Friday, August 18, 2017

Hope in the Darkness

August 18, 2017

I didn’t want to do it, but apparently it’s about time. I think I’m fairly tolerant and forgiving; I’ve regularly picked up beer cans, pop cans, paper cups, plastic bags, shirts, socks, and even a soiled baby diaper. Some people seem to think our creek bank and swimming hole is their personal garbage dump. The two beer cans, pop bottle, energy drink bottle, and assorted papers I picked up tonight were run of the mill trash; but the used sanitary napkin put me over the edge. Sad to say, I think it’s time to post the land.

We live in a country in which people are increasingly fixated on that which offends them, and decreasingly aware of or concerned about how their actions affect others. Black Lives Matter had people rioting in the streets of Baltimore and Milwaukee, unconcerned about the livelihoods destroyed or people hurt. Anti-Trump people attacked Trump supporters leading up to last year’s election. Neo-Nazis take to the streets in Charlottesville. Every day someone is offended by something, leading them to make demands of the rest of us. The tolerance we want for ourselves we deny to others. We are increasingly narcissistic and self-contained, and like a spoiled child, we get mean and ugly if we don’t get our way. We are not the kinder, gentler nation envisioned by president Bush. 

Yesterday morning I sat reading my Bible and working on a sermon in the breakfast area of the motel, when a couple with their two young boys came in. The boys were about four and five, the parents probably in their early thirties. Both parents were thoroughly engaged with the boys, who were polite, respectful, and mannerly. As they were getting up to leave, I commented to the parents on how well they are raising their boys. They thanked me, and the father gave credit to his wife who is an elementary school teacher, I told him how important his role model is, and his wife spoke of what a fine father he is.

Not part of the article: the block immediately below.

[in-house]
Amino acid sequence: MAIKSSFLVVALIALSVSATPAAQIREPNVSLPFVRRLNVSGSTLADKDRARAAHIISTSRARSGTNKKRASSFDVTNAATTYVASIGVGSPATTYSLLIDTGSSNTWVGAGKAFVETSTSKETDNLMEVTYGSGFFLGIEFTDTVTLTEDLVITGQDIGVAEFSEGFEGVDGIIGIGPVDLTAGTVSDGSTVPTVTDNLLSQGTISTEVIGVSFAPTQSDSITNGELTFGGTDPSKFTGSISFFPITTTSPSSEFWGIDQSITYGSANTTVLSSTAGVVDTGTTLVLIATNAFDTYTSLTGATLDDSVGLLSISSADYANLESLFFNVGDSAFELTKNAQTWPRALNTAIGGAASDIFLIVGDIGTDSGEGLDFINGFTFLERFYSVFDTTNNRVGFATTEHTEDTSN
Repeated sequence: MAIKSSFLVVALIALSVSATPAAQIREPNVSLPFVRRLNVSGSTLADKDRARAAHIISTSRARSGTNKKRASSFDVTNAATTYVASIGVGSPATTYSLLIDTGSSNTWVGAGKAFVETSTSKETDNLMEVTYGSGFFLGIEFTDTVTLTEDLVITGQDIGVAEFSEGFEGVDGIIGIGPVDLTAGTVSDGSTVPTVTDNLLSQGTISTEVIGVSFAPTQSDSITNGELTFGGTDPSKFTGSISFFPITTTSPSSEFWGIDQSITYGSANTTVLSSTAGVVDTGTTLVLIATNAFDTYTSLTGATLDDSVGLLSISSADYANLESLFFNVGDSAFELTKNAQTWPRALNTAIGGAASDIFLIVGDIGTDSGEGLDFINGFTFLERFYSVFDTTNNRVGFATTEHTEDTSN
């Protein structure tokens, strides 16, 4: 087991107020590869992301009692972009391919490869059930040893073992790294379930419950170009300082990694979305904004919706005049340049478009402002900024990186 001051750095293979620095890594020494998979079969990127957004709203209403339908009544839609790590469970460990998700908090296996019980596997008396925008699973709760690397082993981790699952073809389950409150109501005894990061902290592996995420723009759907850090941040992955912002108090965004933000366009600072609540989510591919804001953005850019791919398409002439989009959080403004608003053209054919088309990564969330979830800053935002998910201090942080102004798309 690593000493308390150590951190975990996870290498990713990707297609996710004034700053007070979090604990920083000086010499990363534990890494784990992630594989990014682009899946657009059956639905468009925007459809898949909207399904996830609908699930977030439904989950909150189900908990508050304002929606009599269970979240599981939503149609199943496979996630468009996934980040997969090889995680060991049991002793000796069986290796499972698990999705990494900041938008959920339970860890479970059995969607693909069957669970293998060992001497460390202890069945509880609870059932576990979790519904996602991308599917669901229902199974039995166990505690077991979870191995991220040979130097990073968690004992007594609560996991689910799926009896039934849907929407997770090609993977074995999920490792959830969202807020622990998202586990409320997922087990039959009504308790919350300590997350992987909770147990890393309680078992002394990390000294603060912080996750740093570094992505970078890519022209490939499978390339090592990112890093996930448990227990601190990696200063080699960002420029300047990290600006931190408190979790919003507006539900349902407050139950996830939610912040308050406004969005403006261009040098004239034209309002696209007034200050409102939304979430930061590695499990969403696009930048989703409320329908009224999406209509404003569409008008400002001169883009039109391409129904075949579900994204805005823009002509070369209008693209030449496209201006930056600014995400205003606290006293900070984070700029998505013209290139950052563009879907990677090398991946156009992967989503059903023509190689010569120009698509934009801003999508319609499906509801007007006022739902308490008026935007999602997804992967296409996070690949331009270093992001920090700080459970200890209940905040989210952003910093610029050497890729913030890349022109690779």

This evening, I have the grandchildren for the night without the benefit of Linda’s calming presence. Gemma wanted me to see the fairy wings and outfit she got for Halloween, insisting that she wear them through the evening. Until Izzi broke her toe, the cousins played kickball in the backyard without even arguing. Alex and Abi will help put them all to bed later. The parents I spoke with yesterday, our grandkids, and even little Gemma tonight, give me hope. In a world of selfishness, evil, and violence, there are people who are determined to do what’s right, swimming upstream against the current. And there are children whose innocence still tugs at our hearts, reminding us of how life can be, if we will receive it with wonder and joy.

Thursday, August 17, 2017

Seeing God

August 17, 2017

After losing his wealth, his family, and his health, Job’s three friends came by to offer comfort. They might have succeeded had they continued the way they started. For seven days, they simply sat in silence with him, offering what is called “the ministry of presence.” Then they opened their mouths, and whatever comfort they might have given evaporated in the fog of their self-proclaimed wisdom. Sometimes silence is the best wisdom we can give.

They alternatively blamed Job, and tried to defend God for the troubles that had descended upon him. Some comfort! Life isn’t that simple, and God doesn’t need our defense. He is well able to take care of himself. The “comfort” offered by his friends prompted Job to defend himself, which was almost as big a mistake as their misguided words. Finally, after putting up with their misguided babble, God himself thunders onto the stage with a furious blitzkrieg, challenging the puny wisdom of these mere mortals. And rather than putting an arm around Job’s shoulder and clucking, “There, there,” he throws down the gauntlet, challenging Job to defend himself like a man. God’s assault is so sudden and overwhelming that Job is left dumbstruck, declaring that formerly, he had “heard of you with my ears, but now my eyes see you, and I repent in dust and ashes.”